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Many of the great mathematicians of the nineteenth century considered problems involving binomial coefficients modulo a prime power (for instance Babbage, Cauchy, Cayley, Gauss, Hensel, Hermite, Kummer, Legendre, Lucas and Stickelberger --- see [Dickson]). They discovered a variety of elegant and surprising Theorems which are often easy to prove. In this article we shall exhibit many of their results, and explore several extensions.

In 1852 Kummer showed that the power of prime **p** which divides the binomial
coefficient is given by the number of `carries' when we
add **m** and **n-m** in base **p**.

In 1878 Lucas gave a method to easily determine
the value of : Let and be the least
non--negative residues of **m** and , respectively. Then

Note that if **p** divides then (1.1) follows easily from Kummer's
Theorem. However, if is the exact power of **p** dividing ,
then we might ask for the value of .
This is given by a result discovered by each of Anton (1869),
Stickelberger (1890) and Hensel (1902) (and many others since!), which
shows that

** Theorem 1.** * Suppose that prime power and positive
integers n=m+r are given. Write in base p,
and let be the least positive residue of
for each (so that ).
Also make the corresponding definitions for .
Let denote the number of `carries', when adding m and r in base p,
on or beyond the jth digit (note that here is the same as k above). Then
*

Taking **q=1** in (1.3) gives (1.2). Note that (1.3) may be re--written in terms of
factorials, since each .
A similar result was recently given by Davis and Webb [4].

Theorem 1 provides a quick way to compute the value of binomial coefficients modulo arbitrary prime powers. In fact we will show that this takes just elementary operations, in section 3.

Wilson's Theorem (which actually appears in earlier work of Liebnitz)
states that for all primes
**p**. An easy consequence of this is that
for all integers **n**.
In 1819 Babbage noticed that, further,
for all primes , and
Wolstenholme, in 1862, that

Another generalization of Wolstenholme's congruence is given by

** Theorem 2.** * Suppose that prime p and positive integers
u and r are given. Then
*

** Remark:** In fact in Theorem 2 only when **p=2** and
is odd.

Note how Theorem 2 allows us to express any in terms of with . Using this result and Theorem 3 below, we will see how to compute factorials very rapidly, in section 3.

In 1899 Glaisher observed that the number of odd entries in any given
row of Pascal's Triangle is a power of **2**. This follows from Kummer's
Theorem by noting that is odd if and only if there
are no carries when adding **m** and **n-m** in base 2; in other words that
the digits `1' in the binary expansion of **m** are a subset of those in the
binary expansion of **n**. Clearly if there are **k** digits `1' in the
binary expansion of **n**, then there are possible subsets of these
`1's, and each corresponds to a value of **m** --- thus there are
odd entries in the **n**th row of Pascal's Triangle.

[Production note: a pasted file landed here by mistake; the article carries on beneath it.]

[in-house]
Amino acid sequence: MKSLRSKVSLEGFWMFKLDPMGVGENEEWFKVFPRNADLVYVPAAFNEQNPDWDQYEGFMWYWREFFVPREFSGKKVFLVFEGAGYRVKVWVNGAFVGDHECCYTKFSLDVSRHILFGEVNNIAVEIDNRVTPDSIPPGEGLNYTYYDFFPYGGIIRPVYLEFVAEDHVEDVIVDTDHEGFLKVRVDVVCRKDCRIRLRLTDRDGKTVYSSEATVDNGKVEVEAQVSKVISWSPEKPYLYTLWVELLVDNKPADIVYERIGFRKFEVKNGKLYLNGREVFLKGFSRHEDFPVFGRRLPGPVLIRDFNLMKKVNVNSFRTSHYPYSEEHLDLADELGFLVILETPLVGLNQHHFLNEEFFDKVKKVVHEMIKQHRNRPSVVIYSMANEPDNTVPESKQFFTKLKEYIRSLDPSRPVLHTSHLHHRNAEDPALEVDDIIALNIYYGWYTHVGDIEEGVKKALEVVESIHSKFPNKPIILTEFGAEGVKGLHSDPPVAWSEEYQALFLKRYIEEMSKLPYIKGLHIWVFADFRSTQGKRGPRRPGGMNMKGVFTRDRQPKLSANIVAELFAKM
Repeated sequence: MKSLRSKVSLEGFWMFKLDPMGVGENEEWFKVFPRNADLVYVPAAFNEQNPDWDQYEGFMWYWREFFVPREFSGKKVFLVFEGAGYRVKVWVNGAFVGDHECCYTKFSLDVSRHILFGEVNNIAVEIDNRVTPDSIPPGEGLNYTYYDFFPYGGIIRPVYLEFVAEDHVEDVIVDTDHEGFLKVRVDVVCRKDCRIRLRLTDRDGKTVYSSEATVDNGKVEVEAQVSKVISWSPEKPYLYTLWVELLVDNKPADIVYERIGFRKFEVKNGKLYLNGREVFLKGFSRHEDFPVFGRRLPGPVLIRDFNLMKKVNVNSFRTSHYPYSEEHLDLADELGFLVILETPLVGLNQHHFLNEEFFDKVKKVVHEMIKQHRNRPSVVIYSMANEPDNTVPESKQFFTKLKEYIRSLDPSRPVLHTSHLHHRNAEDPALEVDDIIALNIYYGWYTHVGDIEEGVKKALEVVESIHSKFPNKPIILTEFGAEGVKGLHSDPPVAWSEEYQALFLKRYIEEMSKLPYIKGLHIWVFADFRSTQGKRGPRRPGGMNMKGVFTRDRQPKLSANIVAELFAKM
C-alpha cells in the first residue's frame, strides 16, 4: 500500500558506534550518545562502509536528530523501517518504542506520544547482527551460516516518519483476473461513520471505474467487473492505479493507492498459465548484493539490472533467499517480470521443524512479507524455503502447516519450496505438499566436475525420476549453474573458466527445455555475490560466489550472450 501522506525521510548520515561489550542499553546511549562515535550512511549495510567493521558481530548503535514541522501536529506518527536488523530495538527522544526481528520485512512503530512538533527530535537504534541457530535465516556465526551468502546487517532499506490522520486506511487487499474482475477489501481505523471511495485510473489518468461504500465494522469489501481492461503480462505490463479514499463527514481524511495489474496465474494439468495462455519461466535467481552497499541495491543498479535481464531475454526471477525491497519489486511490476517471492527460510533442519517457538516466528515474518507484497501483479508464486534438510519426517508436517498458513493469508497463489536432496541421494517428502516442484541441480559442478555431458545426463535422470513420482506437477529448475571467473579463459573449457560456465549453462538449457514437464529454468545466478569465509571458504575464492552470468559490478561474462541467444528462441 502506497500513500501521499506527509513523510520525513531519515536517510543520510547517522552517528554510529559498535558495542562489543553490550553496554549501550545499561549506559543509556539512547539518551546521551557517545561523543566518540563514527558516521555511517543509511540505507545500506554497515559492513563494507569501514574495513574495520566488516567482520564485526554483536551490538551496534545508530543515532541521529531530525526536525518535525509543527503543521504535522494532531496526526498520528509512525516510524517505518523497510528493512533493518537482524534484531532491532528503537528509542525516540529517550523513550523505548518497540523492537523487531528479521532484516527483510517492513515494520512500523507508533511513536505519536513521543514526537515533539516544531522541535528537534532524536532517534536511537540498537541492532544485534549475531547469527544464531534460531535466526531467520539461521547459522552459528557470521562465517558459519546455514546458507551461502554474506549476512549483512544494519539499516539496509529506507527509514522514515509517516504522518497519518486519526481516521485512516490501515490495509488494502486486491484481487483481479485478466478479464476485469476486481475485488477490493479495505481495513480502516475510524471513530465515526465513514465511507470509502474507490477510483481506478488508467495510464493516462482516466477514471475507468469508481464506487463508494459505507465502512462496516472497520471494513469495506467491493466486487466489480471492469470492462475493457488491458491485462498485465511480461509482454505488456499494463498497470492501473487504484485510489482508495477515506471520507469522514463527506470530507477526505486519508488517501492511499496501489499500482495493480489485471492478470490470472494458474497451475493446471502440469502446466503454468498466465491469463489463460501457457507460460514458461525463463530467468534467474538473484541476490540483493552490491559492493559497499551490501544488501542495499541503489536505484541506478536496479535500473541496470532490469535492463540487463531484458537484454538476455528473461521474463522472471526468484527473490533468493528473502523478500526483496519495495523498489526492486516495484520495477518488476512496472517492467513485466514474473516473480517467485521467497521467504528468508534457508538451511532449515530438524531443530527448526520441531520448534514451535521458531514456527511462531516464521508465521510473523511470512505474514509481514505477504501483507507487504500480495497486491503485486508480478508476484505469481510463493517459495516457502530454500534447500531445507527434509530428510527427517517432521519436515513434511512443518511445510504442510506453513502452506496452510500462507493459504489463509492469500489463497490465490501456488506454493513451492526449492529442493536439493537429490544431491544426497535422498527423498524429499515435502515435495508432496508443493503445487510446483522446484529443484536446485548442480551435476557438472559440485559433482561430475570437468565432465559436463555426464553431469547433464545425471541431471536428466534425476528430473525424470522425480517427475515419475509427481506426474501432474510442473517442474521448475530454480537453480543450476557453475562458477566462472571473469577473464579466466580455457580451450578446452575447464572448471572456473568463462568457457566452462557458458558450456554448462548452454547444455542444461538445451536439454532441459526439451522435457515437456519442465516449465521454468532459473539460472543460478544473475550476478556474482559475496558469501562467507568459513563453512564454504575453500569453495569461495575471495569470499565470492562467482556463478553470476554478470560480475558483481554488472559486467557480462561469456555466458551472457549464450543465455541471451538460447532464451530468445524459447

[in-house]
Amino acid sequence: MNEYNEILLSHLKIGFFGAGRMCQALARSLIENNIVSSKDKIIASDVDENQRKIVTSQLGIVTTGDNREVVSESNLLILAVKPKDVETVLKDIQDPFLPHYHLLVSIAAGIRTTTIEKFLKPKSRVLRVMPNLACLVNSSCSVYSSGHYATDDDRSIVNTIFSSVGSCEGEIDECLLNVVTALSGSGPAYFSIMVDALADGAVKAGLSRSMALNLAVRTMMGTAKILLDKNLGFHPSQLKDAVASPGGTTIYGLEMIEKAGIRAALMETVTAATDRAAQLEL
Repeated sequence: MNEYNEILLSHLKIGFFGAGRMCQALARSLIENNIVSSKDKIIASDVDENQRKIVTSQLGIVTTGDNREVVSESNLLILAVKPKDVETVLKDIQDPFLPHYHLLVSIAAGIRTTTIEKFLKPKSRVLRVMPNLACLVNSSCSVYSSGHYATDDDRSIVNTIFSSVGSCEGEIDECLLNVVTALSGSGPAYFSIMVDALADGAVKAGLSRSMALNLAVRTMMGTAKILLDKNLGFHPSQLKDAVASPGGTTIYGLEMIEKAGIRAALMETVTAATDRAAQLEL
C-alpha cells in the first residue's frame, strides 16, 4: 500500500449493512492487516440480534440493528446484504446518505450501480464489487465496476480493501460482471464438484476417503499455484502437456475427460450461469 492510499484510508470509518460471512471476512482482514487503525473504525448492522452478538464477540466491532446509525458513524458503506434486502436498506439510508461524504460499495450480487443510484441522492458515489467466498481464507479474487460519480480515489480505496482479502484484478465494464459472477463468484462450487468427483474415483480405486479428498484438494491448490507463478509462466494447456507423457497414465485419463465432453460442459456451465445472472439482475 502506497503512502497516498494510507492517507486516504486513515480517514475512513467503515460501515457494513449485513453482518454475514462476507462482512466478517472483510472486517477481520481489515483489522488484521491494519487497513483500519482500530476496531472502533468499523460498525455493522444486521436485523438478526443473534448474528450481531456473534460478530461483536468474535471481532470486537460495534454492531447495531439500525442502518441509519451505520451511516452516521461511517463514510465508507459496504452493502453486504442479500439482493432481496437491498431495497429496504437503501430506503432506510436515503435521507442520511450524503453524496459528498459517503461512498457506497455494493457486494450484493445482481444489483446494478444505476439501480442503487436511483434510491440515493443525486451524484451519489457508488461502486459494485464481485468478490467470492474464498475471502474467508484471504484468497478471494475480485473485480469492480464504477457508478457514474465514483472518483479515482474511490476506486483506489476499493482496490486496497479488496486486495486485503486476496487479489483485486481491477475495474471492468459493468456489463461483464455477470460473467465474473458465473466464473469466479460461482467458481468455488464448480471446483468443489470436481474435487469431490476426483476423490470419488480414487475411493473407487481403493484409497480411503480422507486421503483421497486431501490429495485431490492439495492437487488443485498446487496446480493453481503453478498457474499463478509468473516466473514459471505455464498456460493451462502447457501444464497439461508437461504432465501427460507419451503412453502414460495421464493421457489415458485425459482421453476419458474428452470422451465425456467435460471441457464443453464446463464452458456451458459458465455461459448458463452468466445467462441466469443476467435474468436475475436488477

Larry Roberts also has an elegant (unpublished) result, depending on
Kummer's Theorem: Let be the binary number whose **m**th digit
is modulo **2**; in other words, the integer formed
by reading the **n**th row of Pascal's Triangle, modulo **2**, from left to right.
Then , where the sum is over those values of **m**, for
which the digits `1' in its binary expansion are a subset of those of **n**.
Thus if (where )
then

In section 5 we give somewhat different proofs of these last two results, and of Lucas' Theorem, using cellular automata.

In a recent paper [8], using methods from both elementary number theory
and the theory of cellular automata, we extended this result of
Glaisher's to the entries in Pascal's triangle that are :
specifically we showed that in any given row of Pascal's triangle,
the number of entries that are congruent to is either
**0** or a power of **2**. Similarly for .
We then extended this to and .
The likelihood of a general result of this type begins to emerge, and
to find out more the reader is encouraged to look at [8].

As is so well known, for any fixed **n**, the sum, over all **m**,
of the binomial coefficients , is exactly
2 to the power **n**. What is less well-known is that the
sum of the binomial coefficients, over all **m** in certain
fixed residue classes, sometimes satisfy certain surprising
congruences:

In 1876 Hermite showed that if **n** is odd then the sum of the binomial
coefficients , over those positive integers **m** that are
divisible by **p-1**, is divisible by **p**.

In 1899 Glaisher generalized this by showing that for
any given prime **p** and integers , we have

In 1953 Carlitz generalized Hermite's Theorem to prime
powers: If divides **n**, with and , then

In 1913 Fleck gave the related result that for
any given prime **p** and integers , we have

In 1965 Bhaskaran showed that if **p** is an odd prime then **p+1** divides **n**
if and only if

In 1895 Morley [18] showed that for any prime ,

His ingenious proof, which is based on an explicit form of De Moivre's Theorem, can be modified to show that (1.14) holds modulo if and only if
There are many results in the literature that relate the value
of binomial coefficients of the form
, for a given, fixed **d>0**
dividing **p-1**, to representations of the prime **p** by certain quadratic
forms (see [10]). The first such result, due to Gauss (1828), is for **d=4**: \
Write any prime as , and choose
the sign of **a** so that ; then
.
Recently, Beukers conjectured that

* Many thanks to the numerous mathematicians who have
sent me their comments, results and offprints to include in this survey,
particularly Neil Calkin, Fred Howard, Larry Roberts, Herb Wilf and Kenneth Williams.*

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